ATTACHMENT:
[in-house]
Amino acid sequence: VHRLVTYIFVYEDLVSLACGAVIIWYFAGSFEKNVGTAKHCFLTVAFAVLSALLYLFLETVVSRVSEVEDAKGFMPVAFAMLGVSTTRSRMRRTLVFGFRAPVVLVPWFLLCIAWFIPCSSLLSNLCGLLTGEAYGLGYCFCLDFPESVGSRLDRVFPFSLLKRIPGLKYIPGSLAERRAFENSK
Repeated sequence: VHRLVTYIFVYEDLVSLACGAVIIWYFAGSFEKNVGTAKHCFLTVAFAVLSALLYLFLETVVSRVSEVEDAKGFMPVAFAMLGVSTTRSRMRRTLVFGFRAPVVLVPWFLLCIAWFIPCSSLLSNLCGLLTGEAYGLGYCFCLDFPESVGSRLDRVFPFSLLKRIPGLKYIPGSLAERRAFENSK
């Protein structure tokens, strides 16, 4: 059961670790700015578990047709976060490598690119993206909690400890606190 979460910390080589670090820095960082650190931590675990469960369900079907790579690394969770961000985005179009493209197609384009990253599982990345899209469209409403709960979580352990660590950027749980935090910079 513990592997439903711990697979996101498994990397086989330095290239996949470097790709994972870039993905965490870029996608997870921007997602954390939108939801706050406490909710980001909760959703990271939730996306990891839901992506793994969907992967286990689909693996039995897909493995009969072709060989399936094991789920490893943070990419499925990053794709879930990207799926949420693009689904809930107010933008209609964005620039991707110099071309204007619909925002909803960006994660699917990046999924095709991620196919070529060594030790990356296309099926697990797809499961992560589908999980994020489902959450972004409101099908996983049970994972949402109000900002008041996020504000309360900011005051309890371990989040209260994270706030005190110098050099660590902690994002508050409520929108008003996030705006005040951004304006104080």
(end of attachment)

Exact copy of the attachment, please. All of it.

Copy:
[in-house]
Amino acid sequence: VHRLVTYIFVYEDLVSLACGAVIIWYFAGSFEKNVGTAKHCFLTVAFAVLSALLYLFLETVVSRVSEVEDAKGFMPVAFAMLGVSTTRSRMRRTLVFGFRAPVVLVPWFLLCIAWFIPCSSLLSNLCGLLTGEAYGLGYCFCLDFPESVGSRLDRVFPFSLLKRIPGLKYIPGSLAERRAFENSK
Repeated sequence: VHRLVTYIFVYEDLVSLACGAVIIWYFAGSFEKNVGTAKHCFLTVAFAVLSALLYLFLETVVSRVSEVEDAKGFMPVAFAMLGVSTTRSRMRRTLVFGFRAPVVLVPWFLLCIAWFIPCSSLLSNLCGLLTGEAYGLGYCFCLDFPESVGSRLDRVFPFSLLKRIPGLKYIPGSLAERRAFENSK
């Protein structure tokens, strides 16, 4: 059961670790700015578990047709976060490598690119993206909690400890606190 979460910390080589670090820095960082650190931590675990469960369900079907790579690394969770961000985005179009493209197609384009990253599982990345899209469209409403709960979580352990660590950027749980935090910079 513990592997439903711990697979996101498994990397086989330095290239996949470097790709994972870039993905965490870029996608997870921007997602954390939108939801706050406490909710980001909760959703990271939730996306990891839901992506793994969907992967286990689909693996039995897909493995009969072709060989399936094991789920490893943070990419499925990053794709879930990207799926949420693009689904809930107010933008209609964005620039991707110099071309204007619909925002909803960006994660699917990046999924095709991620196919070529060594030790990356296309099926697990797809499961992560589908999980994020489902959450972004409101099908996983049970994972949402109000900002008041996020504000309360900011005051309890371990989040209260994270706030005190110098050099660590902690994002508050409520929108008003996030705006005040951004304006104080």